Although P3s had been around for a long time, it was under the Conservative government of Stephen Harper that P3s were heavily pushed. Municipalities wanting to upgrade infrastructure projects found it very difficult to access funding unless they agreed to a P3 relationship with private partners. The Harper government was also the architect of the CETA treaty with all its sneaky constraints on municipal control of public services.
When the Trudeau Liberal government came into office, to their credit, they removed the P3 screen put in place by the Conservatives. They continued underfunding infrastructure projects, however. They also rushed the CETA treaty through Parliament, in spite of the fact that 50 Canadian municipalities, including the largest in the country objected to its undermining of municipal power.
And then the Liberals created the Canada Infrastructure Bank. This was the fulfilment of a 2015 campaign promise to create a national bank that would use the federal government’s ability to borrow money in a more affordable way than municipalities could. The money would be used to support infrastructure projects.
To many of us this sounded like something akin to President Roosevelt’s New Deal in 1930s America. Government would spend money, create jobs and strengthen public infrastructure. It had to be good.
But that is not what we got. This is a bank largely designed by the private sector and managed by a Board that does not include a single government representative. The bank’s primary goal is to provide or find the money for public private partnership initiatives linked to government infrastructure projects. There is little transparency and public accountability required of the bank, its projects and its use of public funds.
The Canada Infrastructure Bank has turned out to be a Machiavellian distortion of Trudeau’s 2015 campaign promise.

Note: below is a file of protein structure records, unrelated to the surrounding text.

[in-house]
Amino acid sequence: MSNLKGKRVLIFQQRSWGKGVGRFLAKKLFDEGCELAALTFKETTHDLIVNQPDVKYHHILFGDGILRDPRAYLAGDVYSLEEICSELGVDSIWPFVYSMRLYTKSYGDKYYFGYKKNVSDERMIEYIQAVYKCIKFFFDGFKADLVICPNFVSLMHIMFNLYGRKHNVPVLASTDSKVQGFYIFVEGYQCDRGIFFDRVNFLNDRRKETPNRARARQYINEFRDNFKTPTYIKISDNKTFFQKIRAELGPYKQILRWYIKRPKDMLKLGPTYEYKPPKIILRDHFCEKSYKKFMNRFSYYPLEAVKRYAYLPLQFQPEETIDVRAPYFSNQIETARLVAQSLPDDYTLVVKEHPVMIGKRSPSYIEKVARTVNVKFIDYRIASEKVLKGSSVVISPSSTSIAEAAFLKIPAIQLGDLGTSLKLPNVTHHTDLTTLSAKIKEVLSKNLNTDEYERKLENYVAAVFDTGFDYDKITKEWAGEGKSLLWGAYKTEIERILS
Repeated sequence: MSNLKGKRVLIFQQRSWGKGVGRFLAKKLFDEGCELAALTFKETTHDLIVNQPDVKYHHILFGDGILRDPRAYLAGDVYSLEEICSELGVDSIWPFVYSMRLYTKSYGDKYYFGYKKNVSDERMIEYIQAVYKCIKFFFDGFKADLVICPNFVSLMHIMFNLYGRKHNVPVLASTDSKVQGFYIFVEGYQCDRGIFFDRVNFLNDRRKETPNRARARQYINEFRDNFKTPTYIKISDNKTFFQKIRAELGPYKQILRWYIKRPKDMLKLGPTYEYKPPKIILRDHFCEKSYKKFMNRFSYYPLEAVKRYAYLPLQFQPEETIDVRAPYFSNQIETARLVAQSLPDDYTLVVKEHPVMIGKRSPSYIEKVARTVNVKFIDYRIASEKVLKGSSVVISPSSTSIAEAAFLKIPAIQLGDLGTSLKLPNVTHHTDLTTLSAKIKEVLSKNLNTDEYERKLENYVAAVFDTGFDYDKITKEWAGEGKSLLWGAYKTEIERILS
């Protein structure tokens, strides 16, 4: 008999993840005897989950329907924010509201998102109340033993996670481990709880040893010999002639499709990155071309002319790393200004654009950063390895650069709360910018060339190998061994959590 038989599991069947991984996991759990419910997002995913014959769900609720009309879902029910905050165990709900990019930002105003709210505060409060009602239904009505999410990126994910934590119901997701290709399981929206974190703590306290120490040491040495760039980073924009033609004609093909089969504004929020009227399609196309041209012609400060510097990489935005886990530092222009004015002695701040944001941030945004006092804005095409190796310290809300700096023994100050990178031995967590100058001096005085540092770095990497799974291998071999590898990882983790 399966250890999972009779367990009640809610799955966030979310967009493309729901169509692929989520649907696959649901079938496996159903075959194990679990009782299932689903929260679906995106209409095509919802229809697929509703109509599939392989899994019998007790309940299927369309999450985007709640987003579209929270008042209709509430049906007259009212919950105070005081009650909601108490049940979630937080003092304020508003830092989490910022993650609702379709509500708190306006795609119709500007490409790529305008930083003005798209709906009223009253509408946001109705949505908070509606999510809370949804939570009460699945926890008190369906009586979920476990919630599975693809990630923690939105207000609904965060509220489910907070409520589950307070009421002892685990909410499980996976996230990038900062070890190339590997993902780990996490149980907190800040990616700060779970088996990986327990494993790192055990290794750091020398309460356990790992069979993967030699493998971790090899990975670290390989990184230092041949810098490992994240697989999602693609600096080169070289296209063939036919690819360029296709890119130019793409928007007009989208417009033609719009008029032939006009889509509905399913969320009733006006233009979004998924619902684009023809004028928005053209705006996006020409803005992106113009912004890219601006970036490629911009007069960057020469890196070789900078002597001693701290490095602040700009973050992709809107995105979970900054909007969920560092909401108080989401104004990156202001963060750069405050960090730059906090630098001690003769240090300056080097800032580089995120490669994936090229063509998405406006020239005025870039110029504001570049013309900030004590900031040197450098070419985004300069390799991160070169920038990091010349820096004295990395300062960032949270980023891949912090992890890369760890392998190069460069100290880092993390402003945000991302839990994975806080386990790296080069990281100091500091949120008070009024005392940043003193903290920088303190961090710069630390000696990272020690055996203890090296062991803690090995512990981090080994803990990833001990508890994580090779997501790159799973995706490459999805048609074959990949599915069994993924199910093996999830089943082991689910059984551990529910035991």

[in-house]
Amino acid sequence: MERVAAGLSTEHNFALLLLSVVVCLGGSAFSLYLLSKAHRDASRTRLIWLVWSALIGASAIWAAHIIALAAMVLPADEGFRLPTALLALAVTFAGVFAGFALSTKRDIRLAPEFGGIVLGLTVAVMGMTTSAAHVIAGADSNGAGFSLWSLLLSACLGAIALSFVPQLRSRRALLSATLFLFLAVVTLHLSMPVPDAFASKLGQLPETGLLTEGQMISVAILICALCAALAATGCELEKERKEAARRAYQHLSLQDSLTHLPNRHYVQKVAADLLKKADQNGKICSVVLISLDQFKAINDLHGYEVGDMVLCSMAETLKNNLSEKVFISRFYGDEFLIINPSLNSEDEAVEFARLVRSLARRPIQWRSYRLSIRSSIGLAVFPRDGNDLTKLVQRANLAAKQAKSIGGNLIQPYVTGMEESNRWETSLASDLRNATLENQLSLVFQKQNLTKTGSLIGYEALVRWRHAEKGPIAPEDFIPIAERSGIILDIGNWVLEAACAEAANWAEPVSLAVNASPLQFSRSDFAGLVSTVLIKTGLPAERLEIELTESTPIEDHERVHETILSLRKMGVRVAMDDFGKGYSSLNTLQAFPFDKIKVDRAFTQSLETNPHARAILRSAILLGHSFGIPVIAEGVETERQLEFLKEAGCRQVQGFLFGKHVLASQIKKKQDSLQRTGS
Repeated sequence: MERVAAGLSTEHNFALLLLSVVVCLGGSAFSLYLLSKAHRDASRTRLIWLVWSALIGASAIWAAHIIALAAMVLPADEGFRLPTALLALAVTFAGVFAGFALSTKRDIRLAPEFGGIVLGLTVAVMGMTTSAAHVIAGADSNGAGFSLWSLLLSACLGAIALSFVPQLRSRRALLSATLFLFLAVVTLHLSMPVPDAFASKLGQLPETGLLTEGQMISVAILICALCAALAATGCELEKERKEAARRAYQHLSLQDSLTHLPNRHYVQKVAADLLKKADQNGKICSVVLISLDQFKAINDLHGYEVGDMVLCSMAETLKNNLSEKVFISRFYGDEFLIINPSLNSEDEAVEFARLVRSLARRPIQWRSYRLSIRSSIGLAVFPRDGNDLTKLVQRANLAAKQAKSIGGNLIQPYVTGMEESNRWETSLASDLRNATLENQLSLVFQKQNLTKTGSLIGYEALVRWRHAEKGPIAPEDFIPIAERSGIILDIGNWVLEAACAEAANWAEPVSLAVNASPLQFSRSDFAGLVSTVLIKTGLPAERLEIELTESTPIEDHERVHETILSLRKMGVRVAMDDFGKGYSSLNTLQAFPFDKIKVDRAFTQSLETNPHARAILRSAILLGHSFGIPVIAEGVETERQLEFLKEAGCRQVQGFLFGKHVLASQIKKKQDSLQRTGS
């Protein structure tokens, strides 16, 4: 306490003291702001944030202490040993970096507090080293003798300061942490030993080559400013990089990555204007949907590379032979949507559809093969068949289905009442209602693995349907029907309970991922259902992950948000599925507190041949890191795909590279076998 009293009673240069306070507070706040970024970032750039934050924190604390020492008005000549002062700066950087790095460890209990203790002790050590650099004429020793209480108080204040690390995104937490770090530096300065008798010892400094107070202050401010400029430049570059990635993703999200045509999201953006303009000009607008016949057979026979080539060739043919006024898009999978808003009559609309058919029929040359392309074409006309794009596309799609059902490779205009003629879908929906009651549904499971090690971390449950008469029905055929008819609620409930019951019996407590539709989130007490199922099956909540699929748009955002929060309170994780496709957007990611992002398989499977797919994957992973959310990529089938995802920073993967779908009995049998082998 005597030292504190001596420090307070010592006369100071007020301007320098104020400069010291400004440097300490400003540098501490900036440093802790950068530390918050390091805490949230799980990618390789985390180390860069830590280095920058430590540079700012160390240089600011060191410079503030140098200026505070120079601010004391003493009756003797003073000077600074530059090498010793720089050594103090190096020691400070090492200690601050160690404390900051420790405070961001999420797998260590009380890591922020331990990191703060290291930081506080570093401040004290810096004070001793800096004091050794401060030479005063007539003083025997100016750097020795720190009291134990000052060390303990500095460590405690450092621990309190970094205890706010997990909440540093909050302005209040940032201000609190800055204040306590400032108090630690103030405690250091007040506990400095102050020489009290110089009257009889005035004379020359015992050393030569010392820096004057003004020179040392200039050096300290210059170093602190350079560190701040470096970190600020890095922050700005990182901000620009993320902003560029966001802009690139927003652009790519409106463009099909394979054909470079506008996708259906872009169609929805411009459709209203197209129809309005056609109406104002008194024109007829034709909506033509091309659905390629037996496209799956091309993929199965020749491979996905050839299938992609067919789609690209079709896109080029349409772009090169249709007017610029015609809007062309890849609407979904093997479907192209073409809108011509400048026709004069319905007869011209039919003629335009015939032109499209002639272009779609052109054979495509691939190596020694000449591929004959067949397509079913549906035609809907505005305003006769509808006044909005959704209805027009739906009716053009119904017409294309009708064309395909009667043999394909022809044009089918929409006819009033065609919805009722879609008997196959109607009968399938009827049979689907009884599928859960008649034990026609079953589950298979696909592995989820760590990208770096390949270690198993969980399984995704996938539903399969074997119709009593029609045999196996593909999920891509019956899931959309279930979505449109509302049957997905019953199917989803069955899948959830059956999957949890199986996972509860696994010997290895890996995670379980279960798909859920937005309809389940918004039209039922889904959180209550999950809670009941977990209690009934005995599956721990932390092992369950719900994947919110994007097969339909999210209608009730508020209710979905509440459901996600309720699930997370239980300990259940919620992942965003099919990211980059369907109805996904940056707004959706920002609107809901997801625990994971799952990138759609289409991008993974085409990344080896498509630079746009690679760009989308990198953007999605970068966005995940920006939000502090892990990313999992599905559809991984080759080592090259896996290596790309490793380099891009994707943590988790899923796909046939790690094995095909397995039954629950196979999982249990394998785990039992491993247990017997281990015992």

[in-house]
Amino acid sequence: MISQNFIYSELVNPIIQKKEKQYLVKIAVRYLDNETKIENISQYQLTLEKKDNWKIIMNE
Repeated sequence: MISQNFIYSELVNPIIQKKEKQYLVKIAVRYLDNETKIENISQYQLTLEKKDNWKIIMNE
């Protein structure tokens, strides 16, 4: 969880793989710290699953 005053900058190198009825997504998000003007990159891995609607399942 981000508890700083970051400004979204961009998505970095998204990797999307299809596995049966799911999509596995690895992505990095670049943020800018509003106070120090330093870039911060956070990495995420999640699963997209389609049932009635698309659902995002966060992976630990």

The Dubious Rationale for P3s
At the federal level our two major parties appear to have bought into the neoliberal assertion that the private sector knows how to manage things better than government. What’s illogical and alarming about that assumption is that both parties have done so despite reams of contrary evidence. In the last 15 years, municipalities in more than 35 countries have cancelled or not renewed over 180 water-related privatization contracts. The P3 model for water management is fading across the world.
But maybe not in Newfoundland and Labrador. Our Liberal government has already embraced the P3 model for long term care facilities, the new mental health hospital, and the new penitentiary. Will our political leaders be willing to bring the arrangement into water management? After all, P3s will allow the province to postpone payments on waste-water upgrades for years. In other words, supporting a fiscally irresponsible “solution” will actually allow immediate budgets to look more fiscally responsible and make it easier to get re-elected. Is that a temptation?
If all of this disturbs you and you’d like to learn more, there’s an opportunity coming up. On Monday, Sept. 23 (6:30 p.m.) Maude Barlow, Canada’s foremost authority on water issues, will be holding a public forum at the Lantern (35 Barnes Rd). Consider attending.